One of the advantages of working in an organisation across a range of different services and communities is the opportunity to join the dots across a range of issues.
The inner city building boom is constructing the homes people will occupy for decades to come. But will they more easily accommodate the aged and less able, and be easily modified to allow people to live in their homes as circumstances change? Or will they recreate the problems of the past?
In Millers Point some public tenants are being removed from heritage homes because their homes have stairs and are expensive to maintain and modify. Public housing built in the last few years, such as Walker Street Redfern, still has stair access to their entrances and the section for the aged has obstacles that stop tenants in wheelchairs enjoying their balconies.
Accessibility is not just about homes for those with a disability, injury or frailty; it is also about how they can visit their friends and family. It is about places that are suitable for all people at all stages of life. Stairs provide the same obstacle to the parent loaded down with shopping and a pram as they do to the wheelchair or the wheeler. So coinciding with the inaugural Australian Universal Design Conference we explore Universal Design: Creating inclusion for everyone..
Also joining the dots, whether you are interested in how service needs are likely to change or where all the new houses are going to go, is The changing face of the Inner City: Population and Household Projections which explores the inner Sydney population projections to 2031 and the methodology behind them.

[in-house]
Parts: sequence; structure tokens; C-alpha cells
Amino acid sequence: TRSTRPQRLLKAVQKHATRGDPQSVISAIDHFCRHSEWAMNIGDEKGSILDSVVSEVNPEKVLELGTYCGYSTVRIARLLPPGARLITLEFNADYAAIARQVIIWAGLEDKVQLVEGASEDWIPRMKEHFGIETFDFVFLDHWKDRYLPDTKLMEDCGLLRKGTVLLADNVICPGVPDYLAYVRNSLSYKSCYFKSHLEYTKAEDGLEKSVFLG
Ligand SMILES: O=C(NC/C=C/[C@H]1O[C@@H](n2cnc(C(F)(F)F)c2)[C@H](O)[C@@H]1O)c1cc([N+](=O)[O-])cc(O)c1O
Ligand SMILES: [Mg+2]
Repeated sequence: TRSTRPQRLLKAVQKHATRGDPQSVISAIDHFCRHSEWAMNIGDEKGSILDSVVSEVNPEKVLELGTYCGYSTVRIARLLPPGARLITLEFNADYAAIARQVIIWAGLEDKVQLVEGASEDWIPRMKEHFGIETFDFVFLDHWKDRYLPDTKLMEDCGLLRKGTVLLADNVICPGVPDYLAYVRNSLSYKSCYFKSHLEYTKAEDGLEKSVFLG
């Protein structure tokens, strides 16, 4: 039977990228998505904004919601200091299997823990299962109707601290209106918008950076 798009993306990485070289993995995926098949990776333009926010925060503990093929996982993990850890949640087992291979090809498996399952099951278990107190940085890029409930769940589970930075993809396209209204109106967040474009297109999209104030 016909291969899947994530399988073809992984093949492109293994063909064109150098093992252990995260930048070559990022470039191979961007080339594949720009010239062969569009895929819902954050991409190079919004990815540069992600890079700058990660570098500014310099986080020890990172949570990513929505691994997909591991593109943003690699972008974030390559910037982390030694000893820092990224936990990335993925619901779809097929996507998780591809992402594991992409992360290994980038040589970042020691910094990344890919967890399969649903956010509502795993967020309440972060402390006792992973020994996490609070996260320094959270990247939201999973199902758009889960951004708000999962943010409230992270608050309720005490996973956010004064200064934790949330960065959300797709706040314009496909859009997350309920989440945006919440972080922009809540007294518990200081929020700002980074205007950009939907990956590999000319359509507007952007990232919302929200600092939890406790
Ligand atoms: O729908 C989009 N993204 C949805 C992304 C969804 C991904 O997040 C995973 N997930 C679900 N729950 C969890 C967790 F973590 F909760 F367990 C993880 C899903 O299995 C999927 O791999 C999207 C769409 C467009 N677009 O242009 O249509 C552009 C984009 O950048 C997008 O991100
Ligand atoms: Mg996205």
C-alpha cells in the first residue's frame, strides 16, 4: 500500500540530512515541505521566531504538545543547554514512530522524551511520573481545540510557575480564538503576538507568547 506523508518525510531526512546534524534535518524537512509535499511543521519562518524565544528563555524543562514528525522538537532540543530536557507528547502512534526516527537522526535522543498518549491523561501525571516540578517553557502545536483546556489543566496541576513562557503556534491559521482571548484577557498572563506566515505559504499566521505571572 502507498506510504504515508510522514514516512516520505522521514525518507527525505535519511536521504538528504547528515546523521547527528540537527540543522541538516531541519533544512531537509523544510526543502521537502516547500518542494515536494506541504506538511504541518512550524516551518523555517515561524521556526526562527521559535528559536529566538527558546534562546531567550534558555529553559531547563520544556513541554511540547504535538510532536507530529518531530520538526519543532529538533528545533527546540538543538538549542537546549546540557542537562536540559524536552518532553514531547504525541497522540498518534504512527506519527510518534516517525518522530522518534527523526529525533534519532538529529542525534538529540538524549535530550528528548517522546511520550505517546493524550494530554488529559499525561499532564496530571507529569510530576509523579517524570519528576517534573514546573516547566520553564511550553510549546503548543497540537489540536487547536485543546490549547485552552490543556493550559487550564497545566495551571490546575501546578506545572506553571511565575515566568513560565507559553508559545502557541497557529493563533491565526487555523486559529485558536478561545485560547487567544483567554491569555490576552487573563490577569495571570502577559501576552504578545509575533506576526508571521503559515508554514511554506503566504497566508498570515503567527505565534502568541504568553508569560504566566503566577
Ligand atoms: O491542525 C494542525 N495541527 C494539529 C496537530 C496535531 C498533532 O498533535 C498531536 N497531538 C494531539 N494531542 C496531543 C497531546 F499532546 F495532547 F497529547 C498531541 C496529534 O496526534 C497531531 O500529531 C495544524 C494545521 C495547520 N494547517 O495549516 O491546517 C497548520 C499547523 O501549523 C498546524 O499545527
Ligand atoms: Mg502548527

Community, resident, heritage and environment groups have also joined the dots in an attempt to define more clearly what these groups want from the planning system. You can read about this Planning for People Charter that ISRCSD helped produce in Planning for People – A Community Charter for Good Planning in NSW.
Two articles grow out of our ongoing Millers Point concerns. We explore the Choice Based Letting process being used and the differences between the US and Australian social housing in From Public Housing to Vouchers: An American Perspective.
We also explain the Neighbourhood Advisory Boards (NABs) that function in the inner city in NABs: Giving Public Tenants a Voice. This includes case studies on the establishment of the first NABs in Redfern and Waterloo and of a great community outcome from the Woolloomooloo NAB.
Shane Brown has a long history in youth work. His article on Stopping Burnout is relevant to community organisations, workers and volunteers.
In this issue we also remember the contribution to ISRCSD, Redfern Waterloo and the community more broadly of Bishop John McIntyre in Valé John Mac.
Charmaine Jones explores the tensions in Community Drug Action Teams – Condone or condemn? and also provides an overview of the publisher of Inner Sydney Voice in What is Inner Sydney Regional Council?
In Eveleigh Plans – One from the Vault 1979 we revisit Eveleigh Plans from 35 years ago in light of the latest UrbanGrowth NSW Central to Eveleigh Concept Plan.
Charmaine Jones & Geoff Turnbull,
Co-editors Inner Sydney Regional Council for Social Development